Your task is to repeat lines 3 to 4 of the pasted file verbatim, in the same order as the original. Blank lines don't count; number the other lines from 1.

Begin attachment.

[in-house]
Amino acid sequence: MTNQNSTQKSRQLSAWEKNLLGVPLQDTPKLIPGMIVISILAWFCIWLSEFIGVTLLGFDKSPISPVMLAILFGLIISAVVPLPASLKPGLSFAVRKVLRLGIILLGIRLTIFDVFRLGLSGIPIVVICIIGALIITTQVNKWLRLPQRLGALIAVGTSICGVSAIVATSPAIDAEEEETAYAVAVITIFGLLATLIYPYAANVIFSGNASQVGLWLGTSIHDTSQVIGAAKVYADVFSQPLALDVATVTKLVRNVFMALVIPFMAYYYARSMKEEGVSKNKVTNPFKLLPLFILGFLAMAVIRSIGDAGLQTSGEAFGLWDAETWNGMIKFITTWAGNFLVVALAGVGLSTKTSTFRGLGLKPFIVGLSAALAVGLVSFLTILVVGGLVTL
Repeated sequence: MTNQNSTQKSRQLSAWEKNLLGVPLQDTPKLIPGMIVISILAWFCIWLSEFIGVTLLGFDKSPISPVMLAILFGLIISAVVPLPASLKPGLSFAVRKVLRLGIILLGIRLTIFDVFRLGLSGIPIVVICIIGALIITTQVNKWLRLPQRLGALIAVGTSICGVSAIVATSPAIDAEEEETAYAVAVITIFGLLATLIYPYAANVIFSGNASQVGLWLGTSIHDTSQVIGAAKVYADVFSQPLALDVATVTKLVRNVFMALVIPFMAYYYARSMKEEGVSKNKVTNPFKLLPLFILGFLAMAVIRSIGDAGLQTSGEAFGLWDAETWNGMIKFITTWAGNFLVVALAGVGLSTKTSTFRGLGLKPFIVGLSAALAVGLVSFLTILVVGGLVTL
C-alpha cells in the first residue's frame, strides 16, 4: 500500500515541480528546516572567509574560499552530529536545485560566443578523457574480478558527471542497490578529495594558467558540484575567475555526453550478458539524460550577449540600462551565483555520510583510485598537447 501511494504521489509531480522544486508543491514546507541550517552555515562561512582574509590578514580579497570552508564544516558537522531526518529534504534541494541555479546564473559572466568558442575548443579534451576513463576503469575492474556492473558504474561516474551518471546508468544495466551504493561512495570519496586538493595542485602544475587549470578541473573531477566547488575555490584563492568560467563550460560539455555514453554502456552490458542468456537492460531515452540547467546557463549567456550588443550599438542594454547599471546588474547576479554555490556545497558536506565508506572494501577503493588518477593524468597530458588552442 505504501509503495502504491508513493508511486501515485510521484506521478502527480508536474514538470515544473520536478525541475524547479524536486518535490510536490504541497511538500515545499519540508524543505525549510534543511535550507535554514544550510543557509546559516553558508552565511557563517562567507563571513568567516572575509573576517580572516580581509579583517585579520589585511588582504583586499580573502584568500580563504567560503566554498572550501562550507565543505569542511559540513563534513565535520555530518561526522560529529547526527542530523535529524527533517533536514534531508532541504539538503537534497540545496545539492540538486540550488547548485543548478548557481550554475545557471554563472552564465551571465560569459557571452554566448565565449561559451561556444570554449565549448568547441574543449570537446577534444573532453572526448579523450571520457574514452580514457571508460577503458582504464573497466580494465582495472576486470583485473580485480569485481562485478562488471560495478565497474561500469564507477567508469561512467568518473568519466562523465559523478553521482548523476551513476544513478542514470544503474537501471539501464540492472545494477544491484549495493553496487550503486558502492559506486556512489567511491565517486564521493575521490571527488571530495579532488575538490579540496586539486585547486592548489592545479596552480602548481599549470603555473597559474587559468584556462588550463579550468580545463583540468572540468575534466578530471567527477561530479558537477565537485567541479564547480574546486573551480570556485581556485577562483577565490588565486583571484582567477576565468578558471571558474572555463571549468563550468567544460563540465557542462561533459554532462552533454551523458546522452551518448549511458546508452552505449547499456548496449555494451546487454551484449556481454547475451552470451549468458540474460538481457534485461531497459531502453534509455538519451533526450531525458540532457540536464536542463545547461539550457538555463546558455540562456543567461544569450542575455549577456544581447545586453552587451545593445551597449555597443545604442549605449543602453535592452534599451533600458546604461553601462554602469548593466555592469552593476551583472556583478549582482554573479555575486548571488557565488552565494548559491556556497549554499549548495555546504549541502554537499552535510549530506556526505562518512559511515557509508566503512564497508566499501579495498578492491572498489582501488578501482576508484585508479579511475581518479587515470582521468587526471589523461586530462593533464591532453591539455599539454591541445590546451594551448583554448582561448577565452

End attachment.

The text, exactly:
Repeated sequence: MTNQNSTQKSRQLSAWEKNLLGVPLQDTPKLIPGMIVISILAWFCIWLSEFIGVTLLGFDKSPISPVMLAILFGLIISAVVPLPASLKPGLSFAVRKVLRLGIILLGIRLTIFDVFRLGLSGIPIVVICIIGALIITTQVNKWLRLPQRLGALIAVGTSICGVSAIVATSPAIDAEEEETAYAVAVITIFGLLATLIYPYAANVIFSGNASQVGLWLGTSIHDTSQVIGAAKVYADVFSQPLALDVATVTKLVRNVFMALVIPFMAYYYARSMKEEGVSKNKVTNPFKLLPLFILGFLAMAVIRSIGDAGLQTSGEAFGLWDAETWNGMIKFITTWAGNFLVVALAGVGLSTKTSTFRGLGLKPFIVGLSAALAVGLVSFLTILVVGGLVTL
C-alpha cells in the first residue's frame, strides 16, 4: 500500500515541480528546516572567509574560499552530529536545485560566443578523457574480478558527471542497490578529495594558467558540484575567475555526453550478458539524460550577449540600462551565483555520510583510485598537447 501511494504521489509531480522544486508543491514546507541550517552555515562561512582574509590578514580579497570552508564544516558537522531526518529534504534541494541555479546564473559572466568558442575548443579534451576513463576503469575492474556492473558504474561516474551518471546508468544495466551504493561512495570519496586538493595542485602544475587549470578541473573531477566547488575555490584563492568560467563550460560539455555514453554502456552490458542468456537492460531515452540547467546557463549567456550588443550599438542594454547599471546588474547576479554555490556545497558536506565508506572494501577503493588518477593524468597530458588552442 505504501509503495502504491508513493508511486501515485510521484506521478502527480508536474514538470515544473520536478525541475524547479524536486518535490510536490504541497511538500515545499519540508524543505525549510534543511535550507535554514544550510543557509546559516553558508552565511557563517562567507563571513568567516572575509573576517580572516580581509579583517585579520589585511588582504583586499580573502584568500580563504567560503566554498572550501562550507565543505569542511559540513563534513565535520555530518561526522560529529547526527542530523535529524527533517533536514534531508532541504539538503537534497540545496545539492540538486540550488547548485543548478548557481550554475545557471554563472552564465551571465560569459557571452554566448565565449561559451561556444570554449565549448568547441574543449570537446577534444573532453572526448579523450571520457574514452580514457571508460577503458582504464573497466580494465582495472576486470583485473580485480569485481562485478562488471560495478565497474561500469564507477567508469561512467568518473568519466562523465559523478553521482548523476551513476544513478542514470544503474537501471539501464540492472545494477544491484549495493553496487550503486558502492559506486556512489567511491565517486564521493575521490571527488571530495579532488575538490579540496586539486585547486592548489592545479596552480602548481599549470603555473597559474587559468584556462588550463579550468580545463583540468572540468575534466578530471567527477561530479558537477565537485567541479564547480574546486573551480570556485581556485577562483577565490588565486583571484582567477576565468578558471571558474572555463571549468563550468567544460563540465557542462561533459554532462552533454551523458546522452551518448549511458546508452552505449547499456548496449555494451546487454551484449556481454547475451552470451549468458540474460538481457534485461531497459531502453534509455538519451533526450531525458540532457540536464536542463545547461539550457538555463546558455540562456543567461544569450542575455549577456544581447545586453552587451545593445551597449555597443545604442549605449543602453535592452534599451533600458546604461553601462554602469548593466555592469552593476551583472556583478549582482554573479555575486548571488557565488552565494548559491556556497549554499549548495555546504549541502554537499552535510549530506556526505562518512559511515557509508566503512564497508566499501579495498578492491572498489582501488578501482576508484585508479579511475581518479587515470582521468587526471589523461586530462593533464591532453591539455599539454591541445590546451594551448583554448582561448577565452